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UPDATE 2-Italian bond yields hold near two-week lows after auction test
December 29, 2016 / 12:03 PM / a year ago

UPDATE 2-Italian bond yields hold near two-week lows after auction test

* Italy sells bonds at top of planned range

* Bond sale last Italian auction of 2016

* Italian yields hold near 2-week lows

* German Bund yields hit new 7-week low (Updates prices)

By Dhara Ranasinghe

LONDON, Dec 29 (Reuters) - Italian government bond yields held near two-week lows on Thursday after demand proved to be resilient at the final auction of 2016 despite a banking crisis.

Italy sold 6.75 billion euros of debt in four separate bonds (BTPs), at the top of its planned range for the issues.

Borrowing costs had risen sharply at the last auction in late November as investors fretted about looming political instability in the wake of a Dec. 4 referendum. Prime Minister Matteo Renzi resigned after his reform proposals were rejected.

“The amount issued today was relatively low, so it was easily sold,” BBVA strategist Jaime Costero Denche said. “They usually sell about 8 billion euros of BTPs.”

Italy’s benchmark 10-year bond yield was down 4 basis points at 1.80 percent by 1615 GMT, holding near a two-week low hit ahead of the auction.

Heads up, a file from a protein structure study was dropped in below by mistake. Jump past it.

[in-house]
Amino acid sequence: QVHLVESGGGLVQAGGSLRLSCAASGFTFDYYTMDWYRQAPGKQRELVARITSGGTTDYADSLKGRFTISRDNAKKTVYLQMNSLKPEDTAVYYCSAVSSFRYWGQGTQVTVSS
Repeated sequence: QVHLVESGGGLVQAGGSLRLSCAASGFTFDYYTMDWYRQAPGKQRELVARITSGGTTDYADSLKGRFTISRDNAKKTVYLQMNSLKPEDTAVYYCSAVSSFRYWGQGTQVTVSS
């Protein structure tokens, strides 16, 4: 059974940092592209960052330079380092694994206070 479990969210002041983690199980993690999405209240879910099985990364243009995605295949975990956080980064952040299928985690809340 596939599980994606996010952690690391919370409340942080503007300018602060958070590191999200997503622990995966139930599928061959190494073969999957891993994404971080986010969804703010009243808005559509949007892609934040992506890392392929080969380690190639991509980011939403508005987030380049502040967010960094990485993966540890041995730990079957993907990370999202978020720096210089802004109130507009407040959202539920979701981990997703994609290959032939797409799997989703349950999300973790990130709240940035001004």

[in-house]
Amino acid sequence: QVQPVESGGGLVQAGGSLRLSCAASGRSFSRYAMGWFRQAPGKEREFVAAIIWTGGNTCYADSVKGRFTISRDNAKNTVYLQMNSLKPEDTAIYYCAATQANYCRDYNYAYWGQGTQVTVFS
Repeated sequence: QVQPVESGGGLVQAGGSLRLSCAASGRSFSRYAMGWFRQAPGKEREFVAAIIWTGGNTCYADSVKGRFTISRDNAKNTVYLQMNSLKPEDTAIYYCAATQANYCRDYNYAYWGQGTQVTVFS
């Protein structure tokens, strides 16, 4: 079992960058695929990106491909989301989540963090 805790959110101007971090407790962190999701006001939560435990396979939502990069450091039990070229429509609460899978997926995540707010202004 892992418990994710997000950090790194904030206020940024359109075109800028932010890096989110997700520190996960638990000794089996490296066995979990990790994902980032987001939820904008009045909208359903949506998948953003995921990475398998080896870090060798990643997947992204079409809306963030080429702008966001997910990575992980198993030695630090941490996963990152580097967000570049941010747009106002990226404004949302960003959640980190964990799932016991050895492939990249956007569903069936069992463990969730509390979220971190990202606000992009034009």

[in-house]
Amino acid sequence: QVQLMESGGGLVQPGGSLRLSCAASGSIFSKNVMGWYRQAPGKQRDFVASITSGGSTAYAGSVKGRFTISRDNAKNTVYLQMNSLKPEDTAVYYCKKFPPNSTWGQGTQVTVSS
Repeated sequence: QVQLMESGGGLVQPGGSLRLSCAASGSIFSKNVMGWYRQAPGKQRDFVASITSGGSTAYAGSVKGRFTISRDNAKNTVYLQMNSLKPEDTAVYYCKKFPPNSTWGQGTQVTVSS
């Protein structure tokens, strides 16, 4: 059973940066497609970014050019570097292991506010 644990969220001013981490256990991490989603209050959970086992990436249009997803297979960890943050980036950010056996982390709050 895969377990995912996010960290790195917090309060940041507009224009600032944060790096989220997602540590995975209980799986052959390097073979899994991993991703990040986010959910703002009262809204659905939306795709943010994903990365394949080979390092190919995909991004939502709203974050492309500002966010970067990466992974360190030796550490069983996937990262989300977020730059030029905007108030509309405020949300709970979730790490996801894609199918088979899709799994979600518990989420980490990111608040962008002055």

The sale took place against a backdrop of intense focus on Italy’s banking sector and the future of troubled lender Monte dei Paschi, which has requested aid from a new 20-billion-euro state fund to help lenders in distress.

Efforts to clean up the banks and a smooth transition to a new prime minister, Paolo Gentiloni, have helped Italian bonds recover from losses made in the run-up up to the referendum.

Still, there are concerns about the strength of the bailout fund. This week, the European Central Bank told Monte dei Paschi its capital shortfall had risen to 8.8 billion euros from the 5 billion indicated previously, raising questions about whether those funds would be enough to cover the sector’s needs.

In a note, DZ Bank analyst Daniel Lenz highlighted the implications of state subsidies for banks on Italy’s fiscal position and in turn on its ratings outlook.

“The effects of the subsidies on the state finances are not without an explosive aspect,” he said.

The link between Italy’s banks and the bond market is a major concern for investors. Banks, which hold large amounts of government debt, have been hit by worries over their exposure to bad loans built up during years of economic downturn.

Italy’s Treasury said last week that it sees tougher conditions for debt issuance in the year ahead.

Still, BBVA’s Costero Denche said he saw some supportive factors for Italian bond sales next year.

“We are going to get QE (quantitative easing) continuing, so that support will still be there. Second, the hunt for yield will possibly continue and if that happens the periphery as a whole should benefit,” he said.

Elsewhere, euro zone bond yields were broadly lower. Germany’s 10-year Bund yield fell to a new seven-week low of 0.17 percent as investors continued to unwind some of the recent sharp rises into year-end. (Editing by Louise Ireland)

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